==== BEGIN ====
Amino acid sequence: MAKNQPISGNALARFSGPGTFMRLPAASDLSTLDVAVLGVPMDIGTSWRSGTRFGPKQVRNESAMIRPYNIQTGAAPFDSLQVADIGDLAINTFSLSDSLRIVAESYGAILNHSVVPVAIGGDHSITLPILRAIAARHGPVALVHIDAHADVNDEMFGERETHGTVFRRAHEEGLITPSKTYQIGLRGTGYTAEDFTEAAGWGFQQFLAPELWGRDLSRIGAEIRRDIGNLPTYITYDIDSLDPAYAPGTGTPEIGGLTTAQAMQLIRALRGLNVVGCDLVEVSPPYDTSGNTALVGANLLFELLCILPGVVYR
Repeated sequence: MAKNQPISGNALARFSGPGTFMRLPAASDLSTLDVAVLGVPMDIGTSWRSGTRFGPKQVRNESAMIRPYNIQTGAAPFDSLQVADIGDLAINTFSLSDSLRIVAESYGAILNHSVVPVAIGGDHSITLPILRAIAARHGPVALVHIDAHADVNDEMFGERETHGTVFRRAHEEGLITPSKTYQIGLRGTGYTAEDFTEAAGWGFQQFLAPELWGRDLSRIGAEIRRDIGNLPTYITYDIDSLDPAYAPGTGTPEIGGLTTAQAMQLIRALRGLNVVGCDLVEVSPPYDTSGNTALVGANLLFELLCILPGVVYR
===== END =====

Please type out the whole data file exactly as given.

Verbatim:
Amino acid sequence: MAKNQPISGNALARFSGPGTFMRLPAASDLSTLDVAVLGVPMDIGTSWRSGTRFGPKQVRNESAMIRPYNIQTGAAPFDSLQVADIGDLAINTFSLSDSLRIVAESYGAILNHSVVPVAIGGDHSITLPILRAIAARHGPVALVHIDAHADVNDEMFGERETHGTVFRRAHEEGLITPSKTYQIGLRGTGYTAEDFTEAAGWGFQQFLAPELWGRDLSRIGAEIRRDIGNLPTYITYDIDSLDPAYAPGTGTPEIGGLTTAQAMQLIRALRGLNVVGCDLVEVSPPYDTSGNTALVGANLLFELLCILPGVVYR
Repeated sequence: MAKNQPISGNALARFSGPGTFMRLPAASDLSTLDVAVLGVPMDIGTSWRSGTRFGPKQVRNESAMIRPYNIQTGAAPFDSLQVADIGDLAINTFSLSDSLRIVAESYGAILNHSVVPVAIGGDHSITLPILRAIAARHGPVALVHIDAHADVNDEMFGERETHGTVFRRAHEEGLITPSKTYQIGLRGTGYTAEDFTEAAGWGFQQFLAPELWGRDLSRIGAEIRRDIGNLPTYITYDIDSLDPAYAPGTGTPEIGGLTTAQAMQLIRALRGLNVVGCDLVEVSPPYDTSGNTALVGANLLFELLCILPGVVYR